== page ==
Friday, 21 March 2008
Dowsing, and St Dogmaels
Several years ago now, I belonged to our local Dowsing Society, which was one well-known and supported from quite far afield. Sadly, the society subsequently went pear-shaped. Anyway, my eldest daughter and I went along to a few meetings, and learned a little about dowsing.
Anyone can dowse. Strictly speaking, you don't even need the L-shaped brass rods that everyone uses, once you are sufficiently in tune with your body, you can just use your hands. The brass apparently allows you to more easily pick up on the magnetic fields which emanate from what you seek. This occasionally works for me with books - choosing the right one for a project . . . my hand is "led". It is a means of finding something - water is the medium most commonly searched for - and it used to be a forked hazel twig which was used to find it. There is a man in our area, who drives a large and expensive 4x4, and who tells farmers where to dig boreholes for water. He is always right, but I think his skill lies as much as reading the landscape as in dowsing, and has obviously built up a good business on the strength of it. You can use a crystal as a pendulum to search for lost rings or things, or even tell which sex a baby will be by using a gold wedding ring on a piece of string. You first have to establish which movement of the pendulum in a certain direction is "yes" and which "no". This movement of the pendulum is caused by it picking up minute and unconcsious movements of the body.
To my mind this has nothing to do with anything remotely paranormal - it is from an internal sensitivity, which responds to a given question. I think of it as "tuning in", pretty much the same as when one picks up on atmospheres - as when you can always tell when there has been an argument just before you walk into a room, it is "in the air" almost. Tests in Munich proved that only 6 of 43 dowsers who showed some aptitude in screening tests went on to display great skill, but this proved that "in particular tasks, (they) showed an extraordinarily high rate of success, which can scarcely if at all be explained as due to chance ... a real core of dowser-phenomena can be regarded as empirically proven" (Wikipedia entry). However, a later test (also in Germany) proved that dowsing was no better than chance. I will leave it to you to decide.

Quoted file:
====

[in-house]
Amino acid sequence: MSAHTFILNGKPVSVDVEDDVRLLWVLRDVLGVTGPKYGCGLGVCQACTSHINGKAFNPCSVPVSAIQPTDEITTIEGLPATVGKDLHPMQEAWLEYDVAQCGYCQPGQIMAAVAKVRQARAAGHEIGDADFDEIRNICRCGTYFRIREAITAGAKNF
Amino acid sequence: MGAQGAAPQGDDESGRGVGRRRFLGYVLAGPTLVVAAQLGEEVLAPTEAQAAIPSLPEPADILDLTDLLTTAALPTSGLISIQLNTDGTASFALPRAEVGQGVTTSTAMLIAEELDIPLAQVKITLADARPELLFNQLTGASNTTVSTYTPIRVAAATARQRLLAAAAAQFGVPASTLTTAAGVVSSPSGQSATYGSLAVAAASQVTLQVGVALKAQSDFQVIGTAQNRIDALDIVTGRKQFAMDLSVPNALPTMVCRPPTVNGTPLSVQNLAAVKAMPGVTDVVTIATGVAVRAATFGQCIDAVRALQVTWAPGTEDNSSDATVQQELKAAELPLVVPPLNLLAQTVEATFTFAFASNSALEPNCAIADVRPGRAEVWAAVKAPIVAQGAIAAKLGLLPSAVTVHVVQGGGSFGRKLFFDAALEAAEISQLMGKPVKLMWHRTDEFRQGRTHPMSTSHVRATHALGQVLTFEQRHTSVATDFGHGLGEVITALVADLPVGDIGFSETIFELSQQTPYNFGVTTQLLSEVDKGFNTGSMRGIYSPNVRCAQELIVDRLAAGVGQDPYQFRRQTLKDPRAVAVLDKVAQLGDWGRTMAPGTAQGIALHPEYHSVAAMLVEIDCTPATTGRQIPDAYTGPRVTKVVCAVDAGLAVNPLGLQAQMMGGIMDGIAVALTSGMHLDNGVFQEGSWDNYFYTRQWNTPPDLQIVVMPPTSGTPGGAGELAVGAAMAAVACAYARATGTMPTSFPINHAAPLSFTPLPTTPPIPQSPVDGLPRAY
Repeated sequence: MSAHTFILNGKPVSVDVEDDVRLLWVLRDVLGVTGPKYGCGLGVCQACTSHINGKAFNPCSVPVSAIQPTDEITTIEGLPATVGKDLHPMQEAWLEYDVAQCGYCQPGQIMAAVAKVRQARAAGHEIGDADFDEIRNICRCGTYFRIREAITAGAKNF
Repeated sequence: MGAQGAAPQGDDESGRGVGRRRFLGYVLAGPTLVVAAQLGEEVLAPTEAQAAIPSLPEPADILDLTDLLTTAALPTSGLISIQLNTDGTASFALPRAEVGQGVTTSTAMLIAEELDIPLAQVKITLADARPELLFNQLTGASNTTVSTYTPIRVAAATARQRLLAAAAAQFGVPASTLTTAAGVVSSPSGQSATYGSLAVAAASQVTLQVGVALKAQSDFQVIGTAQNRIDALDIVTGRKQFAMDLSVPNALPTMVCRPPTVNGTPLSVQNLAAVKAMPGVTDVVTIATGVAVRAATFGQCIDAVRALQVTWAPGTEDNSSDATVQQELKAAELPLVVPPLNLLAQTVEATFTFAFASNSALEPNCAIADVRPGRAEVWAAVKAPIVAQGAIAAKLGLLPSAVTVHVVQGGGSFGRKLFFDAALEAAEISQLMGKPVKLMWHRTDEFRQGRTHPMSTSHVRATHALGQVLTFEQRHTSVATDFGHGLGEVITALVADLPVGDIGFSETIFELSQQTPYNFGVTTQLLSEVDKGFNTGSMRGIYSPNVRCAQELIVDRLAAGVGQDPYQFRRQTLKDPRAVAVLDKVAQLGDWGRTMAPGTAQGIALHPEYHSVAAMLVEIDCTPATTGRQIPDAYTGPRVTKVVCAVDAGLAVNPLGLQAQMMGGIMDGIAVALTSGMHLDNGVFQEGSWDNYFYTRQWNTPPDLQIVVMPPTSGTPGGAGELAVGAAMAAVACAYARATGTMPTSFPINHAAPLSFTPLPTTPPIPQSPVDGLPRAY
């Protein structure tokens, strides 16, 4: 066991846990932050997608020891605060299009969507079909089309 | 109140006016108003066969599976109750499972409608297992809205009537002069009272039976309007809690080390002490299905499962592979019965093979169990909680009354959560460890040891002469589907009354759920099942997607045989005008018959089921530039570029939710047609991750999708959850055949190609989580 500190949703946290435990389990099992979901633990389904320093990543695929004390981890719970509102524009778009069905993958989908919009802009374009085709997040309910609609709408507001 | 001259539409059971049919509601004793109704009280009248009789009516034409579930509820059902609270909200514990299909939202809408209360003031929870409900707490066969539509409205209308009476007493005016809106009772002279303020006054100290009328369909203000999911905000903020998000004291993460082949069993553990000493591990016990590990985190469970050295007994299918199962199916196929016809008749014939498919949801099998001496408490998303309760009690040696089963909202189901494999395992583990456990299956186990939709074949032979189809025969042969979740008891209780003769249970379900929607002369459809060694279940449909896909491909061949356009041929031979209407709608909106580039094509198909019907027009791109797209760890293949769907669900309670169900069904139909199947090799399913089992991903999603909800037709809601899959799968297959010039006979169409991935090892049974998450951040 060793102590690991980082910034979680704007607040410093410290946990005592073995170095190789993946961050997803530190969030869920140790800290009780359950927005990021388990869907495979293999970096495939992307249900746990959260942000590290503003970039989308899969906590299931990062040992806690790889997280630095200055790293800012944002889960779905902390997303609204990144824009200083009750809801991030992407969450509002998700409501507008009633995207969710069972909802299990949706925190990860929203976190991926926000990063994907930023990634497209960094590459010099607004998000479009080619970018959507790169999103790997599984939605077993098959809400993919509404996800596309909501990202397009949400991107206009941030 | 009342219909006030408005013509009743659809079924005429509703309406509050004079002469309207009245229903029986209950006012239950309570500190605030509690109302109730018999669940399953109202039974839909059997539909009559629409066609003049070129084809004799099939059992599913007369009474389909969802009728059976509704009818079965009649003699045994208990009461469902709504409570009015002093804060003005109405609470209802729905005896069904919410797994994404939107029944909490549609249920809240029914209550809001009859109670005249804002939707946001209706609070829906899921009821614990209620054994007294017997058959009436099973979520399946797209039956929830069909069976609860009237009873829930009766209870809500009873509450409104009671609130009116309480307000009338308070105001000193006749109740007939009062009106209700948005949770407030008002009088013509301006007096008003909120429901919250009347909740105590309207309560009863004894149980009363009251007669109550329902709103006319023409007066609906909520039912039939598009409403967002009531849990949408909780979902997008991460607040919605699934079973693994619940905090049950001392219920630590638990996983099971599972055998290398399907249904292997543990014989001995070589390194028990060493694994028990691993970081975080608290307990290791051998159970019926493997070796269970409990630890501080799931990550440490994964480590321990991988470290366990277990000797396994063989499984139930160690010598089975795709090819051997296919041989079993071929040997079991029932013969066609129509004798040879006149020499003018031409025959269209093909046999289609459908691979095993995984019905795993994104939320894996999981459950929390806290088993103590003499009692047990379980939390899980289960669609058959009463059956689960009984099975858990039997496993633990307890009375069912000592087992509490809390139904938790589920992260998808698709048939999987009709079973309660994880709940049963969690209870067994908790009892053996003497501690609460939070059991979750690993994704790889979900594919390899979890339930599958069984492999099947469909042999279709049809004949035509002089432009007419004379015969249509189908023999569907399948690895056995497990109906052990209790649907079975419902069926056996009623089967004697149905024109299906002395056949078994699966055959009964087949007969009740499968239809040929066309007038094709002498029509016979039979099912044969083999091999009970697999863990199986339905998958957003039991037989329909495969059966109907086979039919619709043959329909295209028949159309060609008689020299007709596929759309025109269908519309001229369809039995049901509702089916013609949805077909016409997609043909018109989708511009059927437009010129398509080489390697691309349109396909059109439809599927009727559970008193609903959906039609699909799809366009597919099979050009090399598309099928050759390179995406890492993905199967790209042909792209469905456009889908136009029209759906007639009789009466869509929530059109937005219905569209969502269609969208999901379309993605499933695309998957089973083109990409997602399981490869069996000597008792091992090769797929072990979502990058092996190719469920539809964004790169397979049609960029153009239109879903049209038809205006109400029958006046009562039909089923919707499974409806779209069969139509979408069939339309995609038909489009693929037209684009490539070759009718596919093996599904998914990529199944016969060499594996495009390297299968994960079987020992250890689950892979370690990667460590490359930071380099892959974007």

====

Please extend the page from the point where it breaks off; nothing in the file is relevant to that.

Anyway, I digress, as I meant to say that we had a lovely day out with the Dowsers to St Dogmael's Abbey in Ceredigion (Cardiganshire). From the Dowsing point of view it was a waste of time, totally, but the Abbey ruins were very interesting, as were the Early Christian Monuments within the church (one of the Dowsers maintained he could pick up something sinister from one of the ECMs - hmmmm). There was also an excellent Water Mill which had been there from ancient times. I love Mills, and I love stoneground flour for breadmaking. They deserve a seperate post. On this occasion, there was nowhere selling food, if I remember rightly, so the only grub to be had were some baked goods from the Mill and of course, I bought some flour for bread-making when we got home.
As for the dowsing - well, never in a million years would I be able to find "a bubble of energy" on a blade of grass and when not one of the Dowsers, including the teachers, could find their own name written on scraps of paper face down amid the ruins, I began to have doubts about their abilities . . .
But if you ever happen to find yourself anywhere near the Rollright Stones, in Oxfordshire, pay them a visit. You will be handed dowsing rods on your arrival, they have little collars around the parts you hold and as you walk amongst the stones, the dowsing rods hurl themselves in circles. Explain that one . . .